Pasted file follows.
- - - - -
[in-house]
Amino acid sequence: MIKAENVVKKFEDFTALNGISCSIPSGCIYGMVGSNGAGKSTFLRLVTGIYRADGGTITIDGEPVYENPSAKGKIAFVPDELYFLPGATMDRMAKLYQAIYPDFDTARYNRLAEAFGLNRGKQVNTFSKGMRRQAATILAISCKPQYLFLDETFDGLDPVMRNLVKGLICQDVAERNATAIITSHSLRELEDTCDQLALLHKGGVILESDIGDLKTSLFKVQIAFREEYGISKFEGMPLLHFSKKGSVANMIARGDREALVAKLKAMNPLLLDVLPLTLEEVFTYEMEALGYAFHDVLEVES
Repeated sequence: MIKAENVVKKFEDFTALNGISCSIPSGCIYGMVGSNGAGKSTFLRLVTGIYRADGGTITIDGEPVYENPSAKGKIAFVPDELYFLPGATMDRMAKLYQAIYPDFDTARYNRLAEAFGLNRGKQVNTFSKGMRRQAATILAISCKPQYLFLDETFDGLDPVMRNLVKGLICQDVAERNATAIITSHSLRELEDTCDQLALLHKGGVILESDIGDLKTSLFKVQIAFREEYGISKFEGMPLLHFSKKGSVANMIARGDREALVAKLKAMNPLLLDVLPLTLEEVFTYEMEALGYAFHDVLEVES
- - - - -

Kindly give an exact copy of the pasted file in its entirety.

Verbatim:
[in-house]
Amino acid sequence: MIKAENVVKKFEDFTALNGISCSIPSGCIYGMVGSNGAGKSTFLRLVTGIYRADGGTITIDGEPVYENPSAKGKIAFVPDELYFLPGATMDRMAKLYQAIYPDFDTARYNRLAEAFGLNRGKQVNTFSKGMRRQAATILAISCKPQYLFLDETFDGLDPVMRNLVKGLICQDVAERNATAIITSHSLRELEDTCDQLALLHKGGVILESDIGDLKTSLFKVQIAFREEYGISKFEGMPLLHFSKKGSVANMIARGDREALVAKLKAMNPLLLDVLPLTLEEVFTYEMEALGYAFHDVLEVES
Repeated sequence: MIKAENVVKKFEDFTALNGISCSIPSGCIYGMVGSNGAGKSTFLRLVTGIYRADGGTITIDGEPVYENPSAKGKIAFVPDELYFLPGATMDRMAKLYQAIYPDFDTARYNRLAEAFGLNRGKQVNTFSKGMRRQAATILAISCKPQYLFLDETFDGLDPVMRNLVKGLICQDVAERNATAIITSHSLRELEDTCDQLALLHKGGVILESDIGDLKTSLFKVQIAFREEYGISKFEGMPLLHFSKKGSVANMIARGDREALVAKLKAMNPLLLDVLPLTLEEVFTYEMEALGYAFHDVLEVES